questions after reading a beginner's guide to btrfs

Discussion in 'HOWTO-Related Questions' started by commentator, Oct 18, 2015.

  1. commentator

    commentator Member

    I've a Raspberry PI running Raspbian with one harddisk with brtfs.
    it contains 2 subvols

    and they are mounted as:

    the top volume isn't mounted.

    As this disk is almost full I want to add an extra disk. Questions:
    1) how to add an extra disk? (every where it is mentioned to add it to mount but thats always for a volume without subvols and always with eg /dev/sda mounted, which isn't the case now)
    2) does it remember this extra disk after reboot or do I need to add something to fstab?
  2. boldbesusiax

    boldbesusiax New Member

    Howdy! There are several ways to solve a problem in *nix operating systems but if I understand your question correctly it sounds like you just need to partition a disk and plug it in and mount it.

    First you will need to run the command `sudo fdisk -l` (lowercase L) to view the current disks. Your first entry will start with `mmcblk` ignore that device, it is the SD card inserted into your RPi and take note of any subsequent drives (eg: sda sdb etc) your drive should appear as /dev/sda with partitions /dev/sda1 or /dev/sda5/6/7/etc. The second block device (sda) is your current harddrive and we dont want to touch it! Take caution.

    Second after you have identified your current disk you should insert your new disk, and run `sudo fdisk -l` as you did above to identify the disk you just added. Most modern disks will likely come pre-formatted, if you purchased it and will have a block device such as /dev/sdb1 already in it, being either NTFS or FAT32 depending on the size. If these filesystems are acceptable to you, you may use them as they are. (If you would like help formatting it to BTRFS or EXT4 just give the word, the only reason I leave it out is because formatting the wrong device can be catastrophic)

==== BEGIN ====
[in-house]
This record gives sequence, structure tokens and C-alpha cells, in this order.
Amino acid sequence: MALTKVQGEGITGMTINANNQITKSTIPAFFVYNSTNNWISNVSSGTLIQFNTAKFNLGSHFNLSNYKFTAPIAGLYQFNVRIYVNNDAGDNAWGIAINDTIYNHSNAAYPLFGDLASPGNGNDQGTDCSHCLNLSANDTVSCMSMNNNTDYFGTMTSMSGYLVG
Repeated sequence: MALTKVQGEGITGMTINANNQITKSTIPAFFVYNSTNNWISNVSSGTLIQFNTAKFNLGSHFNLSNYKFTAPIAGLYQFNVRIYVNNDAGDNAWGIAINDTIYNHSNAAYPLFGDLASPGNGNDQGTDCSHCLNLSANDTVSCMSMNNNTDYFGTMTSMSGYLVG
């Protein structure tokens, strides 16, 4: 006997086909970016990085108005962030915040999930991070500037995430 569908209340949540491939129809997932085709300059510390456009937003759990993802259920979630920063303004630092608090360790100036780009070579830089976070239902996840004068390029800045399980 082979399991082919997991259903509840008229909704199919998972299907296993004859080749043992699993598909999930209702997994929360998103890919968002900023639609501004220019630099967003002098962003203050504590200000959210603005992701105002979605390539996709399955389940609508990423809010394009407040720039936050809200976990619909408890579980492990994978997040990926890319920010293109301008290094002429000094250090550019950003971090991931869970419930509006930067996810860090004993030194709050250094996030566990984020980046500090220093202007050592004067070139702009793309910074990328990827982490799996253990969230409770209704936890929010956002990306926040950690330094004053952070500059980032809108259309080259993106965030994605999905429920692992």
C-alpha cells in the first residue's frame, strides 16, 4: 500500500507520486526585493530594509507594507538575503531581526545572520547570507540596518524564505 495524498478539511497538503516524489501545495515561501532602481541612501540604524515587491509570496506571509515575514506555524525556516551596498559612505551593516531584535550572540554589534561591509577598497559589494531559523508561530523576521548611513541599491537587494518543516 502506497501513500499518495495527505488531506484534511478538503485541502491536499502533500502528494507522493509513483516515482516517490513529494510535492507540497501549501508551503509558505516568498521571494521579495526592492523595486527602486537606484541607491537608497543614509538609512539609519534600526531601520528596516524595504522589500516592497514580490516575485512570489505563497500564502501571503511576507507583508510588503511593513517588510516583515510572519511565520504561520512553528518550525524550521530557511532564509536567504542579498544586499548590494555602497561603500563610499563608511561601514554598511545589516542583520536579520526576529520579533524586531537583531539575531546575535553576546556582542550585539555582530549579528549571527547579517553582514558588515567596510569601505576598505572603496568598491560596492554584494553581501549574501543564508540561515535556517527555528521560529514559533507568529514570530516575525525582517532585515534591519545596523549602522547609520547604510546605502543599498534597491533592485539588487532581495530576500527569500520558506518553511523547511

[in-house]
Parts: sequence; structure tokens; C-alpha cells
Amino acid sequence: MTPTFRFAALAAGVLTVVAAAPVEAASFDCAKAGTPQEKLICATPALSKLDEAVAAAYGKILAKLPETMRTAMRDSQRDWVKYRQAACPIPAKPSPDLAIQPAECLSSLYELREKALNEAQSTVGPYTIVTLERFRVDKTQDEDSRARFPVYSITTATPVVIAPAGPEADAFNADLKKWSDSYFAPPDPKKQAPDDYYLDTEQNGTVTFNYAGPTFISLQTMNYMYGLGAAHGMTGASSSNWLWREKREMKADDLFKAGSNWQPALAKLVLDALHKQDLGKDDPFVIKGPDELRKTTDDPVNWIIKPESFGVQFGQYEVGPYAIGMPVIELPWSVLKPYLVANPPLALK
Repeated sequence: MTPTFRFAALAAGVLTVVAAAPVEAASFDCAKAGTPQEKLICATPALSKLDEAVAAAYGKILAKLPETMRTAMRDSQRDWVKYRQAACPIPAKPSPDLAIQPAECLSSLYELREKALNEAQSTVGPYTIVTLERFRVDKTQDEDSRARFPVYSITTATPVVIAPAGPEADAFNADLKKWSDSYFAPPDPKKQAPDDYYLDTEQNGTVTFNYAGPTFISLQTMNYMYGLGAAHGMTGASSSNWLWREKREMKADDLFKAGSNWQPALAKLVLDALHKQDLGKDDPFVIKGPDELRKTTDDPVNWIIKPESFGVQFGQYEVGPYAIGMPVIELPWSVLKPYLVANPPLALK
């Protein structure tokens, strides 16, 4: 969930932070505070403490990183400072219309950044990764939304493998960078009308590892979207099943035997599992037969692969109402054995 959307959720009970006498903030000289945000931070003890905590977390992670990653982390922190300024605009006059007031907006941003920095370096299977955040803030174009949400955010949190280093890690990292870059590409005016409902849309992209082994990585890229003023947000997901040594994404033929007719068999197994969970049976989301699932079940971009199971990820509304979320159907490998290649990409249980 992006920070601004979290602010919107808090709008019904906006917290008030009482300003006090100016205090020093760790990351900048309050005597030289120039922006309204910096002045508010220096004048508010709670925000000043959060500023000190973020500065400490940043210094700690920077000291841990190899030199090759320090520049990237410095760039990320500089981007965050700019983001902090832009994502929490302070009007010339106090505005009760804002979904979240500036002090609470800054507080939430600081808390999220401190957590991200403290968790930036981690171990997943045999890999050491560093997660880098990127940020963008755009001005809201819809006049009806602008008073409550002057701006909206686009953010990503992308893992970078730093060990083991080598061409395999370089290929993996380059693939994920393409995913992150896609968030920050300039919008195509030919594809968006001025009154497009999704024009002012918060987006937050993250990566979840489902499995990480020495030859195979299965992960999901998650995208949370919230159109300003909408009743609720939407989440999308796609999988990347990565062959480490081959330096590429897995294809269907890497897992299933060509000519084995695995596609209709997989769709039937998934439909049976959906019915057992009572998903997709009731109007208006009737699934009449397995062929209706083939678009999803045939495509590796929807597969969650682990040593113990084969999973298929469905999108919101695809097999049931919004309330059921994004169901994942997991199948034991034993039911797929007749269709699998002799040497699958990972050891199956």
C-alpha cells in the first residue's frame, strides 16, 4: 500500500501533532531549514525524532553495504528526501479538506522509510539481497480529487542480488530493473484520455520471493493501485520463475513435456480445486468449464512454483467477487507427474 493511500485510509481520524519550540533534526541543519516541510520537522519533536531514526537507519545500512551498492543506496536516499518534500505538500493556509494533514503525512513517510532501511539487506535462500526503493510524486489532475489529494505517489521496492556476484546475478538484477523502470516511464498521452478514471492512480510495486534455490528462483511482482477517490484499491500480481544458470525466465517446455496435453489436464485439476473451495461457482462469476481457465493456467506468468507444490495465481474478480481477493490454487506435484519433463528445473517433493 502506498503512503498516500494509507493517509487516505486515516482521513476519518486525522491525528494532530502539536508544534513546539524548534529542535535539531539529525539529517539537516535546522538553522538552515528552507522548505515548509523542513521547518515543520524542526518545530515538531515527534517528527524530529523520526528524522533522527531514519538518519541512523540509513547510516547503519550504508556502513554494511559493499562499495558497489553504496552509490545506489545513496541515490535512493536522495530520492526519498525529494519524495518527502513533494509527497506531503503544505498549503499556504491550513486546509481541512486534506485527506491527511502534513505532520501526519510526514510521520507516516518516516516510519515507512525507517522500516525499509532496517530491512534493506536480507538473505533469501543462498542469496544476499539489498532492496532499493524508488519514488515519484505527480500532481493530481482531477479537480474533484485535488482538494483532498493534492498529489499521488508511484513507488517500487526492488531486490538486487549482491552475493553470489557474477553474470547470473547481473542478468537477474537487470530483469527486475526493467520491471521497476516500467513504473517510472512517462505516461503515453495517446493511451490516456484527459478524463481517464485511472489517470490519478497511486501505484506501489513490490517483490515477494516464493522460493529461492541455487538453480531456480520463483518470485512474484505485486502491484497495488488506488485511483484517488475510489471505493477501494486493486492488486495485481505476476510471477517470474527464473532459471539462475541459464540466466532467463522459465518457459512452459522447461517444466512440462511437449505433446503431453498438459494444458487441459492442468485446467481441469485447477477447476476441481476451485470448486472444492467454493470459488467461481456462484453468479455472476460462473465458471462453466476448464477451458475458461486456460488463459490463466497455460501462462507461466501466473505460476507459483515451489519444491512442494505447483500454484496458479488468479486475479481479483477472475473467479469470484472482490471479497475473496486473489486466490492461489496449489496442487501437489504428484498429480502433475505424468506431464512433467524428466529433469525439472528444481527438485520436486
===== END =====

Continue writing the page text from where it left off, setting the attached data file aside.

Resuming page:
Third, attempt to mount the new device with the command `mount /dev/sdb1 /media/tmp` replacing /dev/sdb1 with your device (you will need to create the directory /media/tmp) then type `sudo mount | grep sdb` (the | is SHIFT+\ on the keyboard and sdb will be the name of your device, yours will likely be different) to see what your device mounted as. Here is some sample output from one of my servers:

    /dev/sdc2 on / type ext2 (rw,noatime,errors=remount-ro)
    /dev/sdc1 on /boot type ext2 (rw,noatime)

    What you are looking for is the type (mine is EXT2, DO NOT USE EXT2!!!), this is the FS type you will set in your fstab file.

    Then you will need to edit /etc/fstab with your preferred editor, you can run `sudo gedit /etc/fstab` if you have gedit installed or you can use nano by calling `sudo nano /etc/fstab` and create an entry for the device. An entry to the fstab appears as: `/dev/sdb1 /mnt/storage vfat defaults 0 2` for example. Your names will be different but it is broken down to: (device|mount point|FS type|options|dump|pass). To attempt to mount the new drive issue the command `sudo mount -a` to automatically mount the new device and you should be golden, you will need to change the ownership or permissions of the mount point to ensure you may write to it but that is the easy part. To change the owner to your user issue the command `sudo chown pi:nobody /mnt/storage` for example.

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